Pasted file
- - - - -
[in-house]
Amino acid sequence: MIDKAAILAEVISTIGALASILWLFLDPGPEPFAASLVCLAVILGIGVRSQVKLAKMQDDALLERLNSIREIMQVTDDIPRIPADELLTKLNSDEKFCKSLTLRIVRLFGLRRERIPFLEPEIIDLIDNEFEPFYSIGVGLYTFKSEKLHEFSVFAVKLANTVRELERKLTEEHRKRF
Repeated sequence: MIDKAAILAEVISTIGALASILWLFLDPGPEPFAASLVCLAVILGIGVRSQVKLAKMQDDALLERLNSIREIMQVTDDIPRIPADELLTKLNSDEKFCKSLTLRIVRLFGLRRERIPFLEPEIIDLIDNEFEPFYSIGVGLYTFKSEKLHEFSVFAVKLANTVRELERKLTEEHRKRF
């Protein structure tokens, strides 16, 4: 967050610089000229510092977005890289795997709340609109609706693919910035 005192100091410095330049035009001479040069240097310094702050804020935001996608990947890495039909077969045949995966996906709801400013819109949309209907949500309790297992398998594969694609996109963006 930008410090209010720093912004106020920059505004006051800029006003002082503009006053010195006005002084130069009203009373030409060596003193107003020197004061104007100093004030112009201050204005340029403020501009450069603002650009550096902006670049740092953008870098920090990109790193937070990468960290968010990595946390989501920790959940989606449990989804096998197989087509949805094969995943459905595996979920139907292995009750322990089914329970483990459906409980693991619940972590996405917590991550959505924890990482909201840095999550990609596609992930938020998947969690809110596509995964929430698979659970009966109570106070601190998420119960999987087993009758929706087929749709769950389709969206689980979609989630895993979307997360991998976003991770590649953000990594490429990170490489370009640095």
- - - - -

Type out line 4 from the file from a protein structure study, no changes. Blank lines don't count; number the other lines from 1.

């Protein structure tokens, strides 16, 4: 967050610089000229510092977005890289795997709340609109609706693919910035 005192100091410095330049035009001479040069240097310094702050804020935001996608990947890495039909077969045949995966996906709801400013819109949309209907949500309790297992398998594969694609996109963006 930008410090209010720093912004106020920059505004006051800029006003002082503009006053010195006005002084130069009203009373030409060596003193107003020197004061104007100093004030112009201050204005340029403020501009450069603002650009550096902006670049740092953008870098920090990109790193937070990468960290968010990595946390989501920790959940989606449990989804096998197989087509949805094969995943459905595996979920139907292995009750322990089914329970483990459906409980693991619940972590996405917590991550959505924890990482909201840095999550990609596609992930938020998947969690809110596509995964929430698979659970009966109570106070601190998420119960999987087993009758929706087929749709769950389709969206689980979609989630895993979307997360991998976003991770590649953000990594490429990170490489370009640095």